The U.S. House of Representatives approved on Tuesday the extension of the government debt limit until early December, a measure that will now have to be signed into law by the President of the country, Joe Biden, in order to prevent the Administration from incurring in possible defaults.
The Lower House has given the green light to the measure, with 219 votes in favor and 206 votes against, after it was approved in the Senate last Friday after an agreement was reached between Democrats and Republicans.
The parties have maintained for weeks their dispute on how to raise the debt ceiling of the Government, which expected to exhaust its emergency resources on October 18, with the risk of defaulting on its obligations beyond that date.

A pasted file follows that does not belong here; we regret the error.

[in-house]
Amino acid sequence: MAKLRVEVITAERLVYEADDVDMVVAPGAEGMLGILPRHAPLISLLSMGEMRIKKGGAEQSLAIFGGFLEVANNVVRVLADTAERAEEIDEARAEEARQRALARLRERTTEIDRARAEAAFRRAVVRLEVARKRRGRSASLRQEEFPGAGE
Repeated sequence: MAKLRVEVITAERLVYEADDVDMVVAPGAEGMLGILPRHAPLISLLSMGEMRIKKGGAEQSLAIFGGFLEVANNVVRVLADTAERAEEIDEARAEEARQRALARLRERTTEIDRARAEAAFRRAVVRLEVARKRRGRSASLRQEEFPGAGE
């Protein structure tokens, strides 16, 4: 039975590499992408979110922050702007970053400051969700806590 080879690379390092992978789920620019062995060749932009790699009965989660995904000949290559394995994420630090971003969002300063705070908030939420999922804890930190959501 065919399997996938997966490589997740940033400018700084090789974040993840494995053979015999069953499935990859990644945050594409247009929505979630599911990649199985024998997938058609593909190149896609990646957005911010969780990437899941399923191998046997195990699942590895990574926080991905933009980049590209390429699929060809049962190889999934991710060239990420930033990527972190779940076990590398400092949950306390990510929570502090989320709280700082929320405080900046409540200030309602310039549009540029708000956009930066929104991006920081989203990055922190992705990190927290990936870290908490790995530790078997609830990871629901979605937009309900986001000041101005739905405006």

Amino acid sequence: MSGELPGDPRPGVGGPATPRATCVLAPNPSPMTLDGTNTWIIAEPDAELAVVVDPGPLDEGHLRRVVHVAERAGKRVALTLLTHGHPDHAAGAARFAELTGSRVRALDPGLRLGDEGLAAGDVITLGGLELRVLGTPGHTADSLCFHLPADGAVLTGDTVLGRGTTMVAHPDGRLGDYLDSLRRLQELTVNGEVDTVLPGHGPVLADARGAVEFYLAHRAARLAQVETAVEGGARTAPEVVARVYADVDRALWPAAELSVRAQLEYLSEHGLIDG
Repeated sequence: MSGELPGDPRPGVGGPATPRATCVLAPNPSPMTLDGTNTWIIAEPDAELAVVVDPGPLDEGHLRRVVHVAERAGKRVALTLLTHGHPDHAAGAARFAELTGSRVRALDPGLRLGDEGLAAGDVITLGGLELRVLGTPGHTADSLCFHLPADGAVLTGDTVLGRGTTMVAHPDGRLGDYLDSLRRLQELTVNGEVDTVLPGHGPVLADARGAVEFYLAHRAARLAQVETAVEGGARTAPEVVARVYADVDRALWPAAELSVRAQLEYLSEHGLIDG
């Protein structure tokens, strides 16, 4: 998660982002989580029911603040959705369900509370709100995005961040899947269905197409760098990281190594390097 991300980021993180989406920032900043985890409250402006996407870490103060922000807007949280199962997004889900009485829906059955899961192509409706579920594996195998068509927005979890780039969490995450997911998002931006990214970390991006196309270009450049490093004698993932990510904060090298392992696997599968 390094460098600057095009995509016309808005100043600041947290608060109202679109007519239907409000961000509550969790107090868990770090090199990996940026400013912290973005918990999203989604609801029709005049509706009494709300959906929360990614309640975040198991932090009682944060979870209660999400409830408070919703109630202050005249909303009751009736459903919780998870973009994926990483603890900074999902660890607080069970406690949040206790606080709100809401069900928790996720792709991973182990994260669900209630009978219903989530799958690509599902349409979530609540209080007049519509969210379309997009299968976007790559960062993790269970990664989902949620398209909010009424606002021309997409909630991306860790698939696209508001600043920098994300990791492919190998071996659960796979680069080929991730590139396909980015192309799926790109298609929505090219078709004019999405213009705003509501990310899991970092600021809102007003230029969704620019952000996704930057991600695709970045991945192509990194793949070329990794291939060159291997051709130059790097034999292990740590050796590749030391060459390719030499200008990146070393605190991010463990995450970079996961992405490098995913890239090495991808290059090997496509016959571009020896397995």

U.S. Treasury Secretary Janet Yellen warned that not raising the country’s debt ceiling would drag the economy into recession.
The approval of the temporary extension passed by Congress, which raises the ‘debt ceiling’ by $480 billion (more than 415 billion euros), has avoided a catastrophic debt default less than a week before the date set by the Treasury, although it is only a short-term solution and points to another possible fiscal crisis by the end of this year.
The dispute between the parties has yet to be resolved. Republicans insist that Democrats must act alone to address the debt limit through a process known as budget reconciliation. For their part, Democrats point out that the situation is one of bipartisan responsibility.
Senate Republican leader Mitch McConnell has already signaled that another battle looms when the debt ceiling deadline looms in December. In a letter sent last week to Biden, McConnell said Senate Republicans helped avert the immediate crisis, but warned that they will not cooperate with Democrats to raise the limit again.